Dub Architects retain the existing 1960’s construction and turn into a modern, affordable residential lofts
2nd Avenue Lofts transforms an abandoned 1960’s department store in the Canadian prairie city of Saskatoon into 130 2-storey lofts and street front retail uses.
The project addresses three important local architectural issues of the coming decades: the sustainable adaptation of buildings built in Canada during the booming sixties and seventies; the residential revitalisation of the central cores of our cities; and the need for an alternative housing form for young adults on modest incomes.
The double-height units feature an exposed concrete structure and polished concrete floors. Wide corridors are pierced by a central sun-filled atrium connecting all levels. Large double-height windows respect the building’s original limestone, brick and mosaic exterior, while drawing natural light deep into the residences. 2-storey penthouse units above the original 4-storey concrete building are constructed with steel framing. 17’ high ceilings allow for mezzanines in all units, constructed with steel deck and concrete topping.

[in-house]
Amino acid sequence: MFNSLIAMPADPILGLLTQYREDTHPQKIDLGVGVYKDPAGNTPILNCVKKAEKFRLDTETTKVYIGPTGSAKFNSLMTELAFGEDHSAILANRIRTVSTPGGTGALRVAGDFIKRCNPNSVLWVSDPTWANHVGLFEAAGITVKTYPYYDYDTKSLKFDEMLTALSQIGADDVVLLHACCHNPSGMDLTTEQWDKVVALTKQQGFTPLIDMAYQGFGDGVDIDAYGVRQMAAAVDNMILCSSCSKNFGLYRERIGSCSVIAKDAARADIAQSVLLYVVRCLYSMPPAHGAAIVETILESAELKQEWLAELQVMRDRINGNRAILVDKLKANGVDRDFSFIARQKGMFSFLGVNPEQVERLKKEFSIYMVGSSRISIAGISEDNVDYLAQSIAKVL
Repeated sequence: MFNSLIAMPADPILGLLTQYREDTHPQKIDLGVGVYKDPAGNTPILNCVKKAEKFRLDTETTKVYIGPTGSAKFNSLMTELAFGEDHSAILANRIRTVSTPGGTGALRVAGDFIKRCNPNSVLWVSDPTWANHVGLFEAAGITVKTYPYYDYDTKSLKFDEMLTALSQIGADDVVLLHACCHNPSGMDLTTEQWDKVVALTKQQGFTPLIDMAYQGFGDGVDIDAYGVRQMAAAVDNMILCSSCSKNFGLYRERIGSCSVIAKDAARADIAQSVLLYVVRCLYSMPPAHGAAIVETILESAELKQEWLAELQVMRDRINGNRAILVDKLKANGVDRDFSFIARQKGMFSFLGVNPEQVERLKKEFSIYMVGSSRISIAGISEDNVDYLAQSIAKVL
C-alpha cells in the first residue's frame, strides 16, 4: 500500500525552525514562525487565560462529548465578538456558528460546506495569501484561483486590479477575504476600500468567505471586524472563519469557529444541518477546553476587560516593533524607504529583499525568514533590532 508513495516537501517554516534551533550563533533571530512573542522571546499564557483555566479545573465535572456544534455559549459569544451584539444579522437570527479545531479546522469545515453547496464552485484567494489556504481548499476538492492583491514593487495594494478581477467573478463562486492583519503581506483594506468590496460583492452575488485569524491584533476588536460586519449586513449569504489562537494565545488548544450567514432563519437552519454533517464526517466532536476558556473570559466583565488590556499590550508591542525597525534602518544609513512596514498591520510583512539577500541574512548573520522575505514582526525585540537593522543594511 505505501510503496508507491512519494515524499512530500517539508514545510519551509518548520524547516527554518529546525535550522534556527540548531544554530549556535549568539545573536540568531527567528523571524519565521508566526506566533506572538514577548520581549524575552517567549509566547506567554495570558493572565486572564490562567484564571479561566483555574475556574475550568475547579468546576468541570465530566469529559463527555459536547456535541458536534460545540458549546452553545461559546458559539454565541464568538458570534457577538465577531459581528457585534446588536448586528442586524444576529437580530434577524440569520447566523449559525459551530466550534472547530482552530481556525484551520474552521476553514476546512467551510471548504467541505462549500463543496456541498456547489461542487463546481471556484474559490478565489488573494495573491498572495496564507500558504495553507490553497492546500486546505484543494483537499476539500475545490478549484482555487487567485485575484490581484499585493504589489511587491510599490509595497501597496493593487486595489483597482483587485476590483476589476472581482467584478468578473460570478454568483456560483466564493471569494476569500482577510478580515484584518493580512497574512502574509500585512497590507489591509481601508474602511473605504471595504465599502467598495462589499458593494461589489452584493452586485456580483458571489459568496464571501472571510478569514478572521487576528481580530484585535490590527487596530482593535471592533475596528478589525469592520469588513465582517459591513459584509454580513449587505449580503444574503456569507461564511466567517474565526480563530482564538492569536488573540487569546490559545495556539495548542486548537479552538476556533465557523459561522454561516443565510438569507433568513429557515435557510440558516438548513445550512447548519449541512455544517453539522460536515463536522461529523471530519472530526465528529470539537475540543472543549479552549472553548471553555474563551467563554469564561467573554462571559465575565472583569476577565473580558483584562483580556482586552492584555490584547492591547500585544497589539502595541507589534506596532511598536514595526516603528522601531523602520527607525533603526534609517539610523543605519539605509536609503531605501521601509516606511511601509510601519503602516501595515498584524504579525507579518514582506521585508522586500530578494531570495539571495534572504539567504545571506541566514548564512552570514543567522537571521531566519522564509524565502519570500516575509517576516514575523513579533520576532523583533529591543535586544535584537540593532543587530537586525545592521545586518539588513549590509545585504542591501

From a sustainability perspective, almost the entire 1960 building is retained. Limestone and brick removed for the windows was reused, and concrete removed for the atrium and basement ramp was recycled. The reception of this modestly priced housing form by young people working in the downtown has been very positive. Stores have opened in the immediate area in response to the new, young clientele and the streets have become friendlier.